Letter to the editor
Young offenders held to account Re: Kids who hurt can also heal
In discussing victim-offender mediation as a solution to less serious youth crime, Professor Nick Bala states: “One shouldn’t overestimate what can be done in an hour or so with a young person,” and I would agree, except that we are not talking about a one-hour process.
The resolution conference that PACT arranges will last anywhere between two and five hours, and often there are several conferences. It only represents the initial dialogue initiated between the victim, offender, family, community and police.
To understand what can be accomplished in the conference, it is crucial to see firsthand the offender go through a process that shows how his or her behaviour has impacted others and then to take personal responsibility. Often an offender is wracked with sobs and guilt which proves cathartic for both offender and victim.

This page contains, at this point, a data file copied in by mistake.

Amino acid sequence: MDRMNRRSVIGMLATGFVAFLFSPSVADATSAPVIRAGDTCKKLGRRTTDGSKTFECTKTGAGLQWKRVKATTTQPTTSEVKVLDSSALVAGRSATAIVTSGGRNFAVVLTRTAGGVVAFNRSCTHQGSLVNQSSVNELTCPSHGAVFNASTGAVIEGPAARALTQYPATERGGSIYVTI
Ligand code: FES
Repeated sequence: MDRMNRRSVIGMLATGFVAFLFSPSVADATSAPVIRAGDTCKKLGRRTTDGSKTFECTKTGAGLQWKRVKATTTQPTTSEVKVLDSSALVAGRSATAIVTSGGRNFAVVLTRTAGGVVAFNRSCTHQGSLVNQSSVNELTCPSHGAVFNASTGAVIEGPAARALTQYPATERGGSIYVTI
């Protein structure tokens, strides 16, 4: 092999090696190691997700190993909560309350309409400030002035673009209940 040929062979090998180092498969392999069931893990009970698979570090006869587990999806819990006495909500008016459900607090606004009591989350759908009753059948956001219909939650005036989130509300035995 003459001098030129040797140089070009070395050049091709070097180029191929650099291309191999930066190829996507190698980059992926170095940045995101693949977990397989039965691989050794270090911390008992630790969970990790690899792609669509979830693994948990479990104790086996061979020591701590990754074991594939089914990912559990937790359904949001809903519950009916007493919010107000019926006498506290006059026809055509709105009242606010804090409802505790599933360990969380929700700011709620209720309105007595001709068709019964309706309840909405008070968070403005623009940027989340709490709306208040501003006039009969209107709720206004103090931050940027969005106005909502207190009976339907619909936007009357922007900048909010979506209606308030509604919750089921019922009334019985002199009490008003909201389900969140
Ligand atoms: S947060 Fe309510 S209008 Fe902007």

Finally, the process is about much more than the conference. At the conclusion of the conference, the group decides on a set of actions that the offender must follow. A binding contract is signed and monitored and may include financial restitution, lengthy community work, apology letters and anger management, all designed to create an identity shift.
Let’s face it, these kids would have been slapped on the wrist, if that, and instead, have been held to account and have been shamed, will have a chance at reintegration, and will likely not reoffend.
Terance Brouse, Community Relations,
PACT Youth Crime Reduction Program, Toronto